In last week’s note I outlined how the financial and economic worlds exist under a heavy monetary shroud. The cover of central banks deprives fiscal policy, supply side reforms and financial market reforms of the urgency that is needed for them to activate and innovate.
In particular, fiscal policy is still very much in emergency mode – governments are focused on the need to restart economies, and less on their longer term structural needs, though the recently announced 100 bn Eur recovery plan in France is a step in the right direction.
However, with the monetary pendulum at an extreme, the post COVID policy environment might usher in a transition from a decade of (over) aggressive monetary policy to more inventive fiscal policy, and supply side reforms (changes to the rules, regulations and structure of the economy). There are several reasons for this.
Monetary policy is now arguably reaching its limits in terms of the deployment of central bank balance sheets, and also in the plain fact that many of the problems central bankers declare they are trying to fix – the climate, inequality and racism (there is a Democratic proposal in Congress to change the mandate of the Federal Reserve to reduce racial inequality) – are much better left to politicians and policy architects than the blunderbusses of central banks.
Central to the problems of our day, productivity, will in my view remain suppressed by the inefficient investment caused by oversupply of liquidity, and can only be repaired (for instance productivity in the UK is at multi decade lows) by ongoing investment in education, technology and reskilling.
Against this background, the potential for the passing of the policy baton from central banks to finance ministers is made more interesting by at least two new trends. The first is the way in which the labour market in changing, and the second is the percolation of ‘values’ into policy making.
In continental Europe, the coronavirus policy response has shown the value of flexible work practices and has so far staved off large redundancies. In other countries it is not so kind and in recent years I have a sense that labour markets are becoming ‘tinder-ized’ in that workers are ready to sacrifice security for a sense of liberty. The worry here is that in atomised labour markets, aggregate wages will be depressed by competition, workers won’t have the level of pension and healthcare benefits they might enjoy in more traditional systems, and across the board there is less structured learning by workers.
The economic consequences of the coronavirus have made these risks clear, and the public emergency around the virus has also managed to illicit appreciation for public sector workers (nurses for example), many of whom have, in recent years, been consistently deprived of resources by the governments they serve. To a certain extent, one accomplishment of the coronavirus has made clear the social value of certain occupations.
This particular thought was reinforced by the sad death last week of the polemic American anthropologist David Graeber. He has many claims to fame – inspiring the Occupy movement in the early 2000’s, coining the phrase ‘we are the 99%’, author of ‘Debt – the first 5,000 years’ and also more recently the book ‘Bullshit Jobs’.
In the book he strips away the real social value of certain roles, to quote from one of his articles ‘A world without teachers or dock-workers would soon be in trouble, and even one without science fiction writers or ska musicians would clearly be a lesser place. It’s not entirely clear how humanity would suffer were all private equity CEOs, lobbyists, PR researchers, actuaries, telemarketers, bailiffs or legal consultants to similarly vanish’.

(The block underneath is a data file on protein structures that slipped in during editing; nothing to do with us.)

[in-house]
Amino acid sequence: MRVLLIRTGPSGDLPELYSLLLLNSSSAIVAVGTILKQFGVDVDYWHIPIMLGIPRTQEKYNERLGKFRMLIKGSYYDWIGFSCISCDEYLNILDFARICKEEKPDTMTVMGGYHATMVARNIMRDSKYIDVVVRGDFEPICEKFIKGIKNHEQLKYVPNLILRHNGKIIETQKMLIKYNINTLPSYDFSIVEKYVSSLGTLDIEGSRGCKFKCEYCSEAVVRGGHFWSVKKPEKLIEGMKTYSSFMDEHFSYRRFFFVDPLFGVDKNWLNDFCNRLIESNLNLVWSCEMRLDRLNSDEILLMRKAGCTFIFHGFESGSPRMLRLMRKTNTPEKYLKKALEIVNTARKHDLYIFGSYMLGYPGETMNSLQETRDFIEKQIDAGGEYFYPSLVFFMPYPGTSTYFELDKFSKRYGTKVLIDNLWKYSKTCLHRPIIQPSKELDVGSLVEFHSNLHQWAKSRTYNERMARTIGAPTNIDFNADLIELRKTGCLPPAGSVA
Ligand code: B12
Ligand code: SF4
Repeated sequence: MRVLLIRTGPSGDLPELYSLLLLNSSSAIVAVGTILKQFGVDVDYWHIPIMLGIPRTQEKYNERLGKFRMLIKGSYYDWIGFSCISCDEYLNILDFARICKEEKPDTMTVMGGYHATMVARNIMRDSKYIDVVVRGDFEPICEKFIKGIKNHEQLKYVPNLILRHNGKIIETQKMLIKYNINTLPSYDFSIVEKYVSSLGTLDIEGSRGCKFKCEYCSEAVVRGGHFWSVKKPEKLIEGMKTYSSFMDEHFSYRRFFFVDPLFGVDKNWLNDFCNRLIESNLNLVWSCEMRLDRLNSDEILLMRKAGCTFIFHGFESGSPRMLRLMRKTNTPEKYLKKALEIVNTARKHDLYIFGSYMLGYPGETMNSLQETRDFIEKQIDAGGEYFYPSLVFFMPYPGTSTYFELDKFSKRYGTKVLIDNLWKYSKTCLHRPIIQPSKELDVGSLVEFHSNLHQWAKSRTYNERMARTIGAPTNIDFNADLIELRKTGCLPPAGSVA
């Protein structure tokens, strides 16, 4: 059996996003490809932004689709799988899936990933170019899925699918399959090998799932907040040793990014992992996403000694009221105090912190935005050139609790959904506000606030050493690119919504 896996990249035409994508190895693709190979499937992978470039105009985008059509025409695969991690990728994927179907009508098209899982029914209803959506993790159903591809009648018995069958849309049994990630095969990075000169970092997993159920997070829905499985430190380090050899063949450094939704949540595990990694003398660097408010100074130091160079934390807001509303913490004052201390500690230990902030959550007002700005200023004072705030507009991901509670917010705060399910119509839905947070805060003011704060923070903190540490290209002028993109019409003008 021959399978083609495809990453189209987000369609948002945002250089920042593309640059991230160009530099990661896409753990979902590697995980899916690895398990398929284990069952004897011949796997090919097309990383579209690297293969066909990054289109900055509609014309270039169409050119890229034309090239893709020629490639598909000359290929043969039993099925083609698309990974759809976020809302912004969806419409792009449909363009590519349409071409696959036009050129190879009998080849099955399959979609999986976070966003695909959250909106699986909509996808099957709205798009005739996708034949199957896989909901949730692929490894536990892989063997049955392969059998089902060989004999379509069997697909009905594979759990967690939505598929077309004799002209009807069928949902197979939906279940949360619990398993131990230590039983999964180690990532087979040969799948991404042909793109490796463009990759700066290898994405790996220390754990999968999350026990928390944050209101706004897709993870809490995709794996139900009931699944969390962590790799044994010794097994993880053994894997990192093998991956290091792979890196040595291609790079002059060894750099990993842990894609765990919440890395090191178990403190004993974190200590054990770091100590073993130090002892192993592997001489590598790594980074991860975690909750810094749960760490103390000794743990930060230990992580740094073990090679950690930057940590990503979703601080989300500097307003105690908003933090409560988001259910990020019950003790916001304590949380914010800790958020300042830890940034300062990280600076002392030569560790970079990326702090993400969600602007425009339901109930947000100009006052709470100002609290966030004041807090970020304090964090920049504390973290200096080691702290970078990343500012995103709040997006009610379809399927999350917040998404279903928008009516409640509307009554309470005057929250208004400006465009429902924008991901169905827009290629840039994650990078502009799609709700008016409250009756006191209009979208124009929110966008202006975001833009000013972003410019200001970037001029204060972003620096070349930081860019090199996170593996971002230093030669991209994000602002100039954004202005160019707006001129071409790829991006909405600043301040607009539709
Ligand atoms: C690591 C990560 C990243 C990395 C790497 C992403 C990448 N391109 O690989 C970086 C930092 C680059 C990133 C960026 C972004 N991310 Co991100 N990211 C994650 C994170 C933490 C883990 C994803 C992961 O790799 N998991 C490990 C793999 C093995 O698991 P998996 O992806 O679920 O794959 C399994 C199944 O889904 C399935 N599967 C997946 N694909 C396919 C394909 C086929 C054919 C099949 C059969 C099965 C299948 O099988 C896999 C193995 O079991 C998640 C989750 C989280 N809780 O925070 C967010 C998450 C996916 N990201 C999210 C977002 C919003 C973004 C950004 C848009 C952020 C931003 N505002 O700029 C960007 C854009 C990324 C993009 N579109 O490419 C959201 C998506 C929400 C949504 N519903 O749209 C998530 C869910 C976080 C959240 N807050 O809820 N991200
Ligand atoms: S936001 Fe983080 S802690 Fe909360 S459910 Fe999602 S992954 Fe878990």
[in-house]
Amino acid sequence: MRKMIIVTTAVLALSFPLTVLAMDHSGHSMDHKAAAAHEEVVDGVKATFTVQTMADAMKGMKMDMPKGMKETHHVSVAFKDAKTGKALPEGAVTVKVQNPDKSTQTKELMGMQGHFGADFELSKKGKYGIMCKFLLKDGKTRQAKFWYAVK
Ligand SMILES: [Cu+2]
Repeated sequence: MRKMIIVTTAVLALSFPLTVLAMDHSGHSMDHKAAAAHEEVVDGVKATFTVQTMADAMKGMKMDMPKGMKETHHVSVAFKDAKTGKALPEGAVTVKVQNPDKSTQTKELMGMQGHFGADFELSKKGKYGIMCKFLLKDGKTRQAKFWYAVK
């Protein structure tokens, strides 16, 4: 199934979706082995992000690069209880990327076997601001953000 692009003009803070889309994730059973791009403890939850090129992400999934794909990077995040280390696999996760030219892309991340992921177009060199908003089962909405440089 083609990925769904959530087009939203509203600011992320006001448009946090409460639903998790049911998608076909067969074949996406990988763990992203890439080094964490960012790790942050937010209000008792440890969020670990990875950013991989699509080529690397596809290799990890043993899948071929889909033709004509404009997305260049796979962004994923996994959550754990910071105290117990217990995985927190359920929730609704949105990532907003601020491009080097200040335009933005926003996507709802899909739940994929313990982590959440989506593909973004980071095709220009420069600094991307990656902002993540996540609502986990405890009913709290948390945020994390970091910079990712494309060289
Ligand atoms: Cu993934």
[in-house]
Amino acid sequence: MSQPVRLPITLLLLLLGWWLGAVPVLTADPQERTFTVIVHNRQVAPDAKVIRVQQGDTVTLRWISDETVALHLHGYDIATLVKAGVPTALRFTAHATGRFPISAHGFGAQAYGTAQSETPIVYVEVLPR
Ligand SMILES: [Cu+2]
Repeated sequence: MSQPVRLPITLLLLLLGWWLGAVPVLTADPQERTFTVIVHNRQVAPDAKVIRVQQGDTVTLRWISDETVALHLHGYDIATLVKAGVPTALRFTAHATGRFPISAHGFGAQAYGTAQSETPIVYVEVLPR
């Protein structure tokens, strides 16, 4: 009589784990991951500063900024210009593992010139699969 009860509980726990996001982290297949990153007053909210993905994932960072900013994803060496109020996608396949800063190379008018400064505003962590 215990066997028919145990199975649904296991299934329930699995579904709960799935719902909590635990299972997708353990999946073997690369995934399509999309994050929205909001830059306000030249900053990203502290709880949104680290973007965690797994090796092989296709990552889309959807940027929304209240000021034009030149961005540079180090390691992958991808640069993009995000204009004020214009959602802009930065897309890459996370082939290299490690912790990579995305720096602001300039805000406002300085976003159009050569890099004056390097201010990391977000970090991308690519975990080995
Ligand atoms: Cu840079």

Graeber’s view is a relevant and provocative one. I will let readers do the ‘bullshit job’ test in the privacy of their own home, or office. What interests me is what governments can do about this, especially in the light of the lessons of the coronavirus crisis for public service.
I think that from this starting point, especially for the Anglo-Saxon countries and some emerging economies, there are broadly two things that can be done. The first, simply put, is to reintroduce the narrative around the importance of public projects in economies and societies, and back this with investment. In the US and UK public projects like education, healthcare and the civil society in general are being devalued. For instance, the latest gossip in Washington is that Donald Trump is alleged to have asked his generals ‘why did you serve?’, ‘why didn’t you want to make money?’.
The second is to start a policy experiment that explicitly ties the social value of jobs to economic policy. One approach, though extreme, might be to have a tax reduction for doctors and a tax hike for derivatives traders.
A first, more subtle approach might be to grant greater incentives for workers to build up human capital in certain areas. This might be more relevant in countries where education fees are high and student debt burdensome.
An enlightened government might ask a body like the OECD to draw up a broad, internationally recognized code of job roles, categorized by social impact. Then governments could add (or subtract) a tax (or incentive) depending on the social relevance of specific jobs. In such a system, a plastic surgeon might pay higher taxes, but more young doctors might be incentivized to work as accident and emergency surgeons.
An example that is close to me is that Cork Fire Brigade have for the first time since 2012 begun a recruitment campaign – we can ask what incentives could be put in place (in a historically tight labour market) to attract suitable candidates, who might otherwise work as property brokers?
I don’t know of governments who are explicitly tying the social value of occupations to tax policy, but I expect that in the post COVID world, it is an experiment that will soon be taken up.
Have a great week ahead,